Threats to Vermont’s bees

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Bee species number in the thousands, but nearly all of their ranks are
suffering from mites, and mysterious illness know as Colony Collapse
Disorder. Vermont’s wild and cultivated bees are fairing better than
bees in other regions, but they aren’t immune to these afflictions, and
the damage to the bees can extend to agriculture and the rest of the
ecosystem. Beekeeper Bill Mares, author of "Bees Besieged," and Rowan
Jacobsen, author of the new book, "Fruitless Fall," join us to look at
the health of Vermont’s bees.

Also in the program, Tasha Tudor, one of the nation’s best-loved
children’s illustrators, died last week at the age of 92. The Marlboro
resident was known for her delicate images and borders, done in
watercolor and pencil, that evoked a rustic 19th century world of good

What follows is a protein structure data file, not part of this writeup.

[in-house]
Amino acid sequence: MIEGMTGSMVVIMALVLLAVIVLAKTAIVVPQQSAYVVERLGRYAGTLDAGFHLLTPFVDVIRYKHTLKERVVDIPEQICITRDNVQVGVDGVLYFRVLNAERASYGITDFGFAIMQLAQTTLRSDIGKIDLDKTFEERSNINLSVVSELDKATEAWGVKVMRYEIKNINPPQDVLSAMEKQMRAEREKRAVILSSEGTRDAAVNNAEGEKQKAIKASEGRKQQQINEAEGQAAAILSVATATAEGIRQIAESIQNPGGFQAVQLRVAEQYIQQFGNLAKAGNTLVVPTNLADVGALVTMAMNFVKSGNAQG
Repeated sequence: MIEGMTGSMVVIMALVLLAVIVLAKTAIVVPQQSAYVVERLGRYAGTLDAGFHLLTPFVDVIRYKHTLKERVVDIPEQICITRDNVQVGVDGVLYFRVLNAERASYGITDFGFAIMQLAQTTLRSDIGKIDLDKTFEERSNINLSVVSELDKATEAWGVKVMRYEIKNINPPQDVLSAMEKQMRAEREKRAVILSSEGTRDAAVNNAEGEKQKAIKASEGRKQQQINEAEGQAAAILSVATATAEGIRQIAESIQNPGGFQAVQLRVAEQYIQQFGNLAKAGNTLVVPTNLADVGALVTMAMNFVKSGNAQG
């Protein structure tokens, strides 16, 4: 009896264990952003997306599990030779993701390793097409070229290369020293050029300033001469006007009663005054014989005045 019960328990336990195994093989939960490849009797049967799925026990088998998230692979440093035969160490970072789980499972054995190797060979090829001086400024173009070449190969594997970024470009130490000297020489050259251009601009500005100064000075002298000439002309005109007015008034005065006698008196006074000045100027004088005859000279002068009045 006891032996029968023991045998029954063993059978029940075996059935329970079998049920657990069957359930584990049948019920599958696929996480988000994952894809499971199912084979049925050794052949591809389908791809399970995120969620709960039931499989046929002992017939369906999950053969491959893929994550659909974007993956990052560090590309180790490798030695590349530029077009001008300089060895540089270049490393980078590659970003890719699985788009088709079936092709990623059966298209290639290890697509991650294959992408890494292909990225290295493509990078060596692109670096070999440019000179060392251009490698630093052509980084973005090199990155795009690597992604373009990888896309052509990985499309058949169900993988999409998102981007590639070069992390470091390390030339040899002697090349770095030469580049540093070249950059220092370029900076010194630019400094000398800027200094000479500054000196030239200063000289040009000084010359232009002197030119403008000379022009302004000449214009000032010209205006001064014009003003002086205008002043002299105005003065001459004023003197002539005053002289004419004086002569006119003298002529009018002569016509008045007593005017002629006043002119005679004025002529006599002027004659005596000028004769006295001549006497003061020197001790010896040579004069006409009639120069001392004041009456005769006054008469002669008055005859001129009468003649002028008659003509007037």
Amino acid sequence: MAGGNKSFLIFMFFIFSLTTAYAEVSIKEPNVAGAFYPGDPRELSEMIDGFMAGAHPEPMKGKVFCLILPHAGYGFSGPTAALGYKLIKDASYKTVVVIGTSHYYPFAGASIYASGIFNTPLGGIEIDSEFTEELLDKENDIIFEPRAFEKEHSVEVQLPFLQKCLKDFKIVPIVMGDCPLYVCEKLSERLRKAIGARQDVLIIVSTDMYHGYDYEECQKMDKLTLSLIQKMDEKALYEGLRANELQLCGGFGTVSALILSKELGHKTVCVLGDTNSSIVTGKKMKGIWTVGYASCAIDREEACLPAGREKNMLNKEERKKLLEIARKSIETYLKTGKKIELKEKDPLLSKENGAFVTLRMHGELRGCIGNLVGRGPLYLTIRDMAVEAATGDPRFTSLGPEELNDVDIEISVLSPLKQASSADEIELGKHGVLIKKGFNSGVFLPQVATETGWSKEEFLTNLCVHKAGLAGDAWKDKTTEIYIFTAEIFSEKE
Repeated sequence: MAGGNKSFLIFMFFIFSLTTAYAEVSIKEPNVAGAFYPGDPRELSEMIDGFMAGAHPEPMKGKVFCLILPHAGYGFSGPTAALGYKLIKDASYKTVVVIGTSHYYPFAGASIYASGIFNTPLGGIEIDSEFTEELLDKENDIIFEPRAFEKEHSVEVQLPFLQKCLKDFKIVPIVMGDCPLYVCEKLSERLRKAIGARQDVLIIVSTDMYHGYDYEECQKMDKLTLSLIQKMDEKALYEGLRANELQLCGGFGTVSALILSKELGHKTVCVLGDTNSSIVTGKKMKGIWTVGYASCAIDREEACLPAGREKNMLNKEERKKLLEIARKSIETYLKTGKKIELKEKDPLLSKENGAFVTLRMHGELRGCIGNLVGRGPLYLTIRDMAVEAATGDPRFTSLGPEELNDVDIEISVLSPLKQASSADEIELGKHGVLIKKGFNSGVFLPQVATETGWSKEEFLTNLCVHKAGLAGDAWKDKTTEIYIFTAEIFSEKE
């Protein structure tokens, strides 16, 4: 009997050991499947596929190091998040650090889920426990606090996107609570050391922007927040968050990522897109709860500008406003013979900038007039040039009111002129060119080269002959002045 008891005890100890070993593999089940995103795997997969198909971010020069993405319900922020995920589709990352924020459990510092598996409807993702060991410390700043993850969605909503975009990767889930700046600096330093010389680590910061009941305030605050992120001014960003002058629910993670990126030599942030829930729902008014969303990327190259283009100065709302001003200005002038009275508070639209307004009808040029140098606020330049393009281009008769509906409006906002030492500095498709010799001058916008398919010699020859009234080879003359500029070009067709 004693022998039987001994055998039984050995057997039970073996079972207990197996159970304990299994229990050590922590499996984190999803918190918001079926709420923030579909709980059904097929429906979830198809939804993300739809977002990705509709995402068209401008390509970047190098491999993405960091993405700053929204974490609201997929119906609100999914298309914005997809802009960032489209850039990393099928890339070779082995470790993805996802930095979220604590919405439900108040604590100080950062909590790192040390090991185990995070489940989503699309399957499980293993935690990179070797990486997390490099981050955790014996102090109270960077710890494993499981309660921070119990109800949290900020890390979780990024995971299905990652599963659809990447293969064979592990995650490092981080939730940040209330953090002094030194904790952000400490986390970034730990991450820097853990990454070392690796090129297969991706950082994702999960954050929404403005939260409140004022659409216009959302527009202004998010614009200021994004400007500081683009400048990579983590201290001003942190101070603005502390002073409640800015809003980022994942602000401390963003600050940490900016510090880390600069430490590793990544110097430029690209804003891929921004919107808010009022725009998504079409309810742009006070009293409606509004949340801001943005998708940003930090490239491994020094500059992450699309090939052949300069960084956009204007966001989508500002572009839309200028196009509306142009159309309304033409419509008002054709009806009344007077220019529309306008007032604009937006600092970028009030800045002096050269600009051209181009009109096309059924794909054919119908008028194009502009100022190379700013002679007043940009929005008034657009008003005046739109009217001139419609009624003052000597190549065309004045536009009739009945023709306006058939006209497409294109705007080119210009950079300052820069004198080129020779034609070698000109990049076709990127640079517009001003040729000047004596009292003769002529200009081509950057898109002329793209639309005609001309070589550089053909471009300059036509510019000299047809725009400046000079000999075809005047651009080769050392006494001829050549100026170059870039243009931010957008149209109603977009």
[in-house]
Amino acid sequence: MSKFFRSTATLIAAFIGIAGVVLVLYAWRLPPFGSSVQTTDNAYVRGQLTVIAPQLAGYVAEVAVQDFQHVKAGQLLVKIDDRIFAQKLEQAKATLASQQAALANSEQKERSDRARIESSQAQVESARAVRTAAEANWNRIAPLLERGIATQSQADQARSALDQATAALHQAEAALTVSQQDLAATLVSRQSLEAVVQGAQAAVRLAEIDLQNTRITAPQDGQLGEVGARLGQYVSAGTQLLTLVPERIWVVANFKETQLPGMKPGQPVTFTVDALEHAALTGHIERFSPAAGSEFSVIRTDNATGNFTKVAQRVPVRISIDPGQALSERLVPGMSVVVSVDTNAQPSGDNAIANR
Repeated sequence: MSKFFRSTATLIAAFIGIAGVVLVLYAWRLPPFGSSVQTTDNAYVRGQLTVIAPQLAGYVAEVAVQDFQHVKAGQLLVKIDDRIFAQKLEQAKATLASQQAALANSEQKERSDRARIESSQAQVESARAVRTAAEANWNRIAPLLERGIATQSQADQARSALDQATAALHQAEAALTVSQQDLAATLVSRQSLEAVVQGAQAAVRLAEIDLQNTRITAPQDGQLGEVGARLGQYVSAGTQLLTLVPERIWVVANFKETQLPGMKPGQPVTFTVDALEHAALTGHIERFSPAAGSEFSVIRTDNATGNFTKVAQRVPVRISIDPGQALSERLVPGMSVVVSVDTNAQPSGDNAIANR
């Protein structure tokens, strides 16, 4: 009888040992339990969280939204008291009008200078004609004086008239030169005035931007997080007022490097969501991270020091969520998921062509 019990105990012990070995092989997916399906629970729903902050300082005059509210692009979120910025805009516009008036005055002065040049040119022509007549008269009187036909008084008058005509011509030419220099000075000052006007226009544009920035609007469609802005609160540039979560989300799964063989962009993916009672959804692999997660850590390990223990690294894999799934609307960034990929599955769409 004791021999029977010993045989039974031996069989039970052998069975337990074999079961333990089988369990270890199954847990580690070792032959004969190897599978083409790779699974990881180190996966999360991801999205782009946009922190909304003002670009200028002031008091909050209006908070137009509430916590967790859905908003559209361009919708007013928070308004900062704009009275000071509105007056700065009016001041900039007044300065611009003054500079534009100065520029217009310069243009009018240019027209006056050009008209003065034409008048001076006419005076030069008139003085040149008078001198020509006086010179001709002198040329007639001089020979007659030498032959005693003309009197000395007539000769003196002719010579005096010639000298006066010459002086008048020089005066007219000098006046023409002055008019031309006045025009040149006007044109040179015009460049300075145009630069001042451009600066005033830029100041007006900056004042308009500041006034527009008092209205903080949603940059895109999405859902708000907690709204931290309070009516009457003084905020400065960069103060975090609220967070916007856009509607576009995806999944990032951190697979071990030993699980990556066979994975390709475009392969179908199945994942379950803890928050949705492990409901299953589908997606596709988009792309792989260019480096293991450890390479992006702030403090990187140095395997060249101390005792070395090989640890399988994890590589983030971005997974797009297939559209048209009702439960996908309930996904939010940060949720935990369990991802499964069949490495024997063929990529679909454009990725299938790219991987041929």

children. Amy Tudor talks with Jane Lindholm about Tasha Tudor’s legacy.

And get your wickets and mallets ready: a croquet league in Bennington
has begun its summer season, and we visit with enthusiasts enjoying this
pastoral pastime.(Listen)


Comments from listeners:

Annie from New Haven:
There will be a Northeast Organic Farming Association summer workshop on Planting for the Honeybees on Saturday, August 30, at Honey Gardens in Ferrisburgh, from 9-12. This will address what to plant in your own yard and garden to provide nectar and pollen for the bees.


Terry from Middlesex:
So I’ve seen 2 Ichneumon wasps in the past week. These ones had really long ovipositors. I’ve never seen them here before. Hmm….


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